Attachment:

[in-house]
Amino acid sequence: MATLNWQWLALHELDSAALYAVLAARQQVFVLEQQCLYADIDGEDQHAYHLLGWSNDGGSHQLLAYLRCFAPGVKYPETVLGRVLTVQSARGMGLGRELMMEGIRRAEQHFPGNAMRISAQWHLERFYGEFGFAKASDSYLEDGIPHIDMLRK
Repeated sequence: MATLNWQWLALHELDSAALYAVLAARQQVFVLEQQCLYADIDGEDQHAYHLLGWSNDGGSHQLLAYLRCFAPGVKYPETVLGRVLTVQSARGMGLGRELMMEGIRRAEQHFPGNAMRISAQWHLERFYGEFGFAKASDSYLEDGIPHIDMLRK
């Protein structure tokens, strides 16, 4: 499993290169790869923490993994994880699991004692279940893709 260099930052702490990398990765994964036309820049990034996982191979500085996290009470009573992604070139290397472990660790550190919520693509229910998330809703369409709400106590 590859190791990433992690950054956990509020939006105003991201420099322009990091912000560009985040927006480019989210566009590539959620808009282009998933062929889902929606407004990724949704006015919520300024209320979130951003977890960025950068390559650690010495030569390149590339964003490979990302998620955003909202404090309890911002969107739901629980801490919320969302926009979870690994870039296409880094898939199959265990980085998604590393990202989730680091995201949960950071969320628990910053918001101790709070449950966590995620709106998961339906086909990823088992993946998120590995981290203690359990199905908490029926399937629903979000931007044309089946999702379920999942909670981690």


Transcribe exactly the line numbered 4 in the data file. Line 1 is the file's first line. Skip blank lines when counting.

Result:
């Protein structure tokens, strides 16, 4: 499993290169790869923490993994994880699991004692279940893709 260099930052702490990398990765994964036309820049990034996982191979500085996290009470009573992604070139290397472990660790550190919520693509229910998330809703369409709400106590 590859190791990433992690950054956990509020939006105003991201420099322009990091912000560009985040927006480019989210566009590539959620808009282009998933062929889902929606407004990724949704006015919520300024209320979130951003977890960025950068390559650690010495030569390149590339964003490979990302998620955003909202404090309890911002969107739901629980801490919320969302926009979870690994870039296409880094898939199959265990980085998604590393990202989730680091995201949960950071969320628990910053918001101790709070449950966590995620709106998961339906086909990823088992993946998120590995981290203690359990199905908490029926399937629903979000931007044309089946999702379920999942909670981690």